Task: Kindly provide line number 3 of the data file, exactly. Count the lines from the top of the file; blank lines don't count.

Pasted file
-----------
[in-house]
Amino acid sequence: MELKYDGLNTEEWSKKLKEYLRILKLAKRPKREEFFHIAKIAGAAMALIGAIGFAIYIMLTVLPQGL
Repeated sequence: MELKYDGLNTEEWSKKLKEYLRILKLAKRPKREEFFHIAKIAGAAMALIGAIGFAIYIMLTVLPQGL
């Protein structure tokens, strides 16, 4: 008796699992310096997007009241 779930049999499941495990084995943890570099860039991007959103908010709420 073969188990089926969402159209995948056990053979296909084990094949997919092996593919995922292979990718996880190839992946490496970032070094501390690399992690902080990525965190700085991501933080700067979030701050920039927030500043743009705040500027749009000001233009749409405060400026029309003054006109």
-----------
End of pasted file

Repeated sequence: MELKYDGLNTEEWSKKLKEYLRILKLAKRPKREEFFHIAKIAGAAMALIGAIGFAIYIMLTVLPQGL